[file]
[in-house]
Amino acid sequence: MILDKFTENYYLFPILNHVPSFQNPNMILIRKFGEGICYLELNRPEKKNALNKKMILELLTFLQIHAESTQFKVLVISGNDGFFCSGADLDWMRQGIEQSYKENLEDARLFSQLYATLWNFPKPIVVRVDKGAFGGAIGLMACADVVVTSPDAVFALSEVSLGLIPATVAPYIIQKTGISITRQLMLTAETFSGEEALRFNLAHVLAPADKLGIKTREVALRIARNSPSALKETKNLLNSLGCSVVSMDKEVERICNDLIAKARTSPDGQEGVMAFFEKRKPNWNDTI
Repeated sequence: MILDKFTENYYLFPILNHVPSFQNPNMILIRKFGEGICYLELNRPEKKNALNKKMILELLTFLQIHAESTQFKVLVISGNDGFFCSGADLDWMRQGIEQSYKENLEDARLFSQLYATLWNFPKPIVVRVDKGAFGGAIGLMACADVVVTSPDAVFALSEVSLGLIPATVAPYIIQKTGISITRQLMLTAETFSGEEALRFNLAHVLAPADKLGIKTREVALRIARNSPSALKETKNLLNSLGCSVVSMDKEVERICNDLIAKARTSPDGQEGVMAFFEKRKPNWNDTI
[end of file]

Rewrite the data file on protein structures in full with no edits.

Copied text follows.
[in-house]
Amino acid sequence: MILDKFTENYYLFPILNHVPSFQNPNMILIRKFGEGICYLELNRPEKKNALNKKMILELLTFLQIHAESTQFKVLVISGNDGFFCSGADLDWMRQGIEQSYKENLEDARLFSQLYATLWNFPKPIVVRVDKGAFGGAIGLMACADVVVTSPDAVFALSEVSLGLIPATVAPYIIQKTGISITRQLMLTAETFSGEEALRFNLAHVLAPADKLGIKTREVALRIARNSPSALKETKNLLNSLGCSVVSMDKEVERICNDLIAKARTSPDGQEGVMAFFEKRKPNWNDTI
Repeated sequence: MILDKFTENYYLFPILNHVPSFQNPNMILIRKFGEGICYLELNRPEKKNALNKKMILELLTFLQIHAESTQFKVLVISGNDGFFCSGADLDWMRQGIEQSYKENLEDARLFSQLYATLWNFPKPIVVRVDKGAFGGAIGLMACADVVVTSPDAVFALSEVSLGLIPATVAPYIIQKTGISITRQLMLTAETFSGEEALRFNLAHVLAPADKLGIKTREVALRIARNSPSALKETKNLLNSLGCSVVSMDKEVERICNDLIAKARTSPDGQEGVMAFFEKRKPNWNDTI